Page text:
Well, in all fairness, not all Republicans who attended the Orlando spectacle necessarily intend to vote for Trump should he ever run again. In fact, 45% according to one poll of the attendees said he is not their choice for President in 2024. But the majority of Orlando C-PAC attendees were those in the thrall of the former President—those who fancy themselves conservative Republicans. Now that’s a larceny of language if ever there was one, but that’s for another essay.
The Faustian Bargain:
Simply stated, the reader will recall it was Dr. Faust’s bargain with Mephistopheles, a bargain with the dark side, or to be less dramatic—saying whatever must be said, and doing whatever must be done, to stay in Donald Trump’s good graces.
It is hard to know precisely what motivates someone in public office to embrace a leader who demonstrates chronic contempt for the truth, who recklessly inflames a mob before not-so-subtly sending it on its way to attempt to violently overthrow an American presidential election, who tolerates no criticism, and who embraces, it seems, anyone who fawns over him. Goodbye Mitt Romney, Liz Cheney and Colin Powell, welcome Ted Cruz, Josh Hawley and Margorie Taylor Greene.
What motivates people to follow such a leader? Do none of this coterie of pseudo-conservatives understand the long-term damage that will inure to their party for such perceived short-term gain? Actually, I suspect they do understand. Like Upton Sinclair, the prolific Pulitzer Prize-winning author and one-time candidate for Governor of California wrote over 80 years ago, “it is difficult to get a man to understand something when his income depends on his not understanding it.”
Yes, I think it’s really that simple. They understand, but they have so much riding on his good graces, they’ll pretend the last election was stolen from him, because that pretense is the price one has to pay to stay in his good graces.
Let one of them, any one of them, suggest the former President lost the 2020 election fair and square, and he or she will be banished from MAGA world, and consigned to the nether reaches of Republican irrelevancy.
Never mind that just this week FBI Director Christopher Wray said his agents couldn’t find evidence of significant fraud, and certainly none that would have affected the outcome of the election. Never mind that his former Attorney General William Barr came to the same conclusion. Never mind that 60 judges, even the Supreme Court, including his own appointees, wouldn’t dignify his absurd deceit. Never mind that the entire massive fraud exists only in the former President’s head. They came to Orlando to praise him, because unbridled praise is what he demands of them. That’s the price to gain his support and to avoid his rancor.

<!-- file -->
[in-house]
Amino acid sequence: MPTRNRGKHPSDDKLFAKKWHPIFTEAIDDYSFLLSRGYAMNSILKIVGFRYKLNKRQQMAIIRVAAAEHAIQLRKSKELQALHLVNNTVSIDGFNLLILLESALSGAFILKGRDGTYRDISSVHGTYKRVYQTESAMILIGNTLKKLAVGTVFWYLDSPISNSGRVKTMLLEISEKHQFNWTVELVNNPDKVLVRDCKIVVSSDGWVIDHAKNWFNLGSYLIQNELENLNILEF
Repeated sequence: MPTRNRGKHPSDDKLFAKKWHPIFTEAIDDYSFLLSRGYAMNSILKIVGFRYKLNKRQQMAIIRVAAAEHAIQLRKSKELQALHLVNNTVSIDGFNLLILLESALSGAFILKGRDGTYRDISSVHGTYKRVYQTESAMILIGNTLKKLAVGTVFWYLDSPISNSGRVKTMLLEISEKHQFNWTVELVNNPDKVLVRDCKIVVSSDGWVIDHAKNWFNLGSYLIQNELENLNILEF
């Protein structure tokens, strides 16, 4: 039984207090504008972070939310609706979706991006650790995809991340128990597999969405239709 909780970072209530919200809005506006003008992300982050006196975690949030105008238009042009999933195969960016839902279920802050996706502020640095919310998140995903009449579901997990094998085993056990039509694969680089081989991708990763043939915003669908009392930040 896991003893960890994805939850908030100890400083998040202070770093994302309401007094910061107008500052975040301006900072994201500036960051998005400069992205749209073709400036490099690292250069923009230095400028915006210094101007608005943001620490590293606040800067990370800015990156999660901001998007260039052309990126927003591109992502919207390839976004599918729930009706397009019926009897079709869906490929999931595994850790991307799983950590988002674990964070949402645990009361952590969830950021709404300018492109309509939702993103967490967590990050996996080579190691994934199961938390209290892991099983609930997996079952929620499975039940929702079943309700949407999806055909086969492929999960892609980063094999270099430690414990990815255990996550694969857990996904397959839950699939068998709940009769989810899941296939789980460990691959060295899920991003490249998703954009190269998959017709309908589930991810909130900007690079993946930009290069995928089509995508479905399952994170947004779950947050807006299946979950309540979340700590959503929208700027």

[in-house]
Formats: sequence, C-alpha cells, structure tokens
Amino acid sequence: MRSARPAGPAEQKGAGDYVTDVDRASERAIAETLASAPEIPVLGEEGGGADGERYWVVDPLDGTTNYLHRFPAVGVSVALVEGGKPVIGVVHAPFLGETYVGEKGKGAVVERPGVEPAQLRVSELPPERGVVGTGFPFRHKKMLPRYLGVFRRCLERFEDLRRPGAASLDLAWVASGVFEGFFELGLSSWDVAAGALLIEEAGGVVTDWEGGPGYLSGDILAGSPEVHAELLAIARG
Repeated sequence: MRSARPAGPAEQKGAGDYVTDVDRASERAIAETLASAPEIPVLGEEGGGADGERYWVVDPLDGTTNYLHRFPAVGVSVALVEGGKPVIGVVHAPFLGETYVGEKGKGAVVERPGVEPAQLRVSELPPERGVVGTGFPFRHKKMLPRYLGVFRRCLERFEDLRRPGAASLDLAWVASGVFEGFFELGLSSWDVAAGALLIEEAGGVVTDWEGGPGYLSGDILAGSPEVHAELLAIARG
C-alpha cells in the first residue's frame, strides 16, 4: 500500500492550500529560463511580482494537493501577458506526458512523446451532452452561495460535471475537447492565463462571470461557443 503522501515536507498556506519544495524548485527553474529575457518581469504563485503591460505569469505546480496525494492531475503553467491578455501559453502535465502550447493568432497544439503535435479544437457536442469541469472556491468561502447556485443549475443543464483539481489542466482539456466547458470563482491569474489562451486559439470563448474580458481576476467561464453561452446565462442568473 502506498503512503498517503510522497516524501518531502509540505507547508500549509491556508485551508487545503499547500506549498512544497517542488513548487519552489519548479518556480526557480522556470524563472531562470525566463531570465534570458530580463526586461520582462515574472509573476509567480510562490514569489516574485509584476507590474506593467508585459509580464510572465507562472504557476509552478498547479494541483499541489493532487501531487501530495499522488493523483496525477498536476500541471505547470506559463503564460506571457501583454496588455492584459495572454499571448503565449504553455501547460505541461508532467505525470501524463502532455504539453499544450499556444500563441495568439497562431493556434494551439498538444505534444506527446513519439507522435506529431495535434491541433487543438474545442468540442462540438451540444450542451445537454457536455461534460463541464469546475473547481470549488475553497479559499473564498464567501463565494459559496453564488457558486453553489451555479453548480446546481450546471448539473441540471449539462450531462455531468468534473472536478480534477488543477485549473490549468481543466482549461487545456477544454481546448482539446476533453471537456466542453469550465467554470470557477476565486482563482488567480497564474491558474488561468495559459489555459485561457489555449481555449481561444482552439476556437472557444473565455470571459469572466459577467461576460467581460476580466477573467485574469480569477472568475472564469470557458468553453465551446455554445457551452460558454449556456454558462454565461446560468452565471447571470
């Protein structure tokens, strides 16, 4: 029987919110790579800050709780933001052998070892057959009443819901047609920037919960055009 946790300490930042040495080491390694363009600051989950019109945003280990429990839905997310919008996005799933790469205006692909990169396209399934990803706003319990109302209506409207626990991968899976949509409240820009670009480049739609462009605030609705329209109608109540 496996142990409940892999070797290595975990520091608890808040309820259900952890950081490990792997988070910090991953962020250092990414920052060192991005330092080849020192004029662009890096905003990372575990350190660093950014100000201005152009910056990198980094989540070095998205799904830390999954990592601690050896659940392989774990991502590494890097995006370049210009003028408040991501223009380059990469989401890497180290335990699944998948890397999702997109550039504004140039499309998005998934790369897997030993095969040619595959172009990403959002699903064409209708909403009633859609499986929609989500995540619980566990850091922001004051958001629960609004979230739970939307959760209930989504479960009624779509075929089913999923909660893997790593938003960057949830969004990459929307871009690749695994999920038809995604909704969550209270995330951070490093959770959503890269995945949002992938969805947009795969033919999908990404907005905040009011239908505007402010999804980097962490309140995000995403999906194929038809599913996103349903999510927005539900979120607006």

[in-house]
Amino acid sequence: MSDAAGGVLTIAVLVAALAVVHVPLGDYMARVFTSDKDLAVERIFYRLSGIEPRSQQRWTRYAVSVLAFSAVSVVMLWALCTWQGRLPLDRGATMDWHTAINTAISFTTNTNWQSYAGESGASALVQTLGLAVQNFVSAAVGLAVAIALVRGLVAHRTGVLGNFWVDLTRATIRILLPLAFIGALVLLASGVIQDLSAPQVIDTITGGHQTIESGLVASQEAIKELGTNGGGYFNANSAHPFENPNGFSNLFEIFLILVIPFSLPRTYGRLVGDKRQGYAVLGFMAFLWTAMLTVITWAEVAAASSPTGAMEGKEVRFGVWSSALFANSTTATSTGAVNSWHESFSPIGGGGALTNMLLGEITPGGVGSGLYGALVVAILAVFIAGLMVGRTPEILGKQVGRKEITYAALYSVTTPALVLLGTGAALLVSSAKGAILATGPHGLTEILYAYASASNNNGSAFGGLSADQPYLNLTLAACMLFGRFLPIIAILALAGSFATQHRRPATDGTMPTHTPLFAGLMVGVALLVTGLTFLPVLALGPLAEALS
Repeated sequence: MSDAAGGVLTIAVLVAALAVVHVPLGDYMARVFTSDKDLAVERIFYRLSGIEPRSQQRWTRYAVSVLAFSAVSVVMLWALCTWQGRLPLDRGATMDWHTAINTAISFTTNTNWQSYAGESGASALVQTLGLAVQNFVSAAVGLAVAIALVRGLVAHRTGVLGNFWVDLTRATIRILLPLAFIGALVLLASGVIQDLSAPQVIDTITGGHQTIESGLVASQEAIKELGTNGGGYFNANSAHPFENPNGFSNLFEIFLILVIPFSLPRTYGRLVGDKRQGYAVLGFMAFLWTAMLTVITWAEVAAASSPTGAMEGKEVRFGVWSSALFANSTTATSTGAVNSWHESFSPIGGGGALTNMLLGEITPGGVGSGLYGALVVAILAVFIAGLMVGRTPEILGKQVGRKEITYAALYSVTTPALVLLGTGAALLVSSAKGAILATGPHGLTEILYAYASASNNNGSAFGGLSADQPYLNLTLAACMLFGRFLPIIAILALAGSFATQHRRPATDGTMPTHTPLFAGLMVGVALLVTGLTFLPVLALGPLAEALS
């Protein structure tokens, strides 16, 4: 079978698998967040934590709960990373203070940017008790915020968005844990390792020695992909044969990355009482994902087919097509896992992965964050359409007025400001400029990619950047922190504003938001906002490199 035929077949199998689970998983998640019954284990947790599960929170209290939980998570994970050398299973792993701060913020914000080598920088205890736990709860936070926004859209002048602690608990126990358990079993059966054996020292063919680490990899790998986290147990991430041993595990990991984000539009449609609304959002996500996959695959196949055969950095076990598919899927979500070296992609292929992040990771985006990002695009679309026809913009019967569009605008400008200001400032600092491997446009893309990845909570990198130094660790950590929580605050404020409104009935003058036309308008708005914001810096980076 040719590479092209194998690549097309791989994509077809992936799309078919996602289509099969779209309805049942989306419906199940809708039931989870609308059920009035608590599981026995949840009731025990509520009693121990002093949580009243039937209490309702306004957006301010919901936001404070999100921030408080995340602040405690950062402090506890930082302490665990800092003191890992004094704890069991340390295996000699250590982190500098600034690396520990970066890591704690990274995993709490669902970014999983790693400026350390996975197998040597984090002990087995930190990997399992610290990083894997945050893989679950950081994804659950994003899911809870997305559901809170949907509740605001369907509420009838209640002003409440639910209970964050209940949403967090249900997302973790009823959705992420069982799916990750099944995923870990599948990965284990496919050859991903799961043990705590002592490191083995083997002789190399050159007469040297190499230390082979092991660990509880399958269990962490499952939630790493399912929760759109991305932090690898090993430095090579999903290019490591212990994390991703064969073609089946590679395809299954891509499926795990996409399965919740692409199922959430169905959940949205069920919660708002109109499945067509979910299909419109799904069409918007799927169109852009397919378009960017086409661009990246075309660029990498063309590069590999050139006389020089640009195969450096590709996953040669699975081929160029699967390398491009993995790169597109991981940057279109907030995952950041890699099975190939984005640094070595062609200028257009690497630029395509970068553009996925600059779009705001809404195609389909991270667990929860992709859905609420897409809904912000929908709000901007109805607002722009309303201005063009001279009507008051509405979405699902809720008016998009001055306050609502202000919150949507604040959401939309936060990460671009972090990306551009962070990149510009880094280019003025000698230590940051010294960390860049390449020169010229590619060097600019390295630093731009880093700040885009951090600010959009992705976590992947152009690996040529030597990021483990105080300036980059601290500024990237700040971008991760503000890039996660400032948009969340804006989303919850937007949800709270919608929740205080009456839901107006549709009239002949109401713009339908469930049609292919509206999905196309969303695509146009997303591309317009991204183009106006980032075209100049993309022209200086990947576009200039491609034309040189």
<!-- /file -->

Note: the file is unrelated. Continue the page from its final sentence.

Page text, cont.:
And so, the Republican attendees in Orlando, like the Whigs of another era in search of irrelevancy paid homage to their leader, to their party’s standard-bearer. Rallies such as the spectacle in Orlando are not new to history. We’ve seen them before. They never portend good things, those outrageous speeches, and the rapturous responses. Most people look at archival newsreels of those rallies of yesteryear with mouths agape in sad wonderment that history could have taken such a turn. And that’s how people, years from now, will view footage of the Orlando spectacle, and those Trumpian rallies that preceded it.
The theme of the Orlando conference was “America Uncanceled.” How quaint…how witless. What they in Orlando were, in fact, trying so hard to cancel is the reality of January 6th. That the man they came to praise, the man they rhapsodized with, “We love Trump, We love Trump,” watched, with delight, the bloody spectacle that took place on January 6th, ignored for nearly two hours pleas from his own party leaders to call it off, and then finally, when it was clear the insurrectionists had failed, bid them farewell with, “you’re very special” and “we love you.”
What the Orlando conference really tried so hard to cancel was any memory of, and any responsibility for, the insurrection their leader encouraged, and the wounds and the deaths that resulted from one of the most irresponsible acts in the history of the American presidency. That awful day will be what history will most remember of the Trump Presidency.
The Orlando conference is but a footnote to history and a tiny, flaccid, but, nonetheless, telling footnote at that. But the man they celebrated in Orlando will loom large for years to come. He will continue to insist in the years ahead, just as he insisted in the months and years leading up to the 2016 and then the 2020 election and the insurrection that followed, that only a steal, a grand hoax, could cost him an election.
He brags that never before in history had any candidate for President ever garnered so large a vote as he did in the 2020 election; blind and deaf to the fact that never before in history had any candidate for President been rejected by so large a vote as he was in that very same election.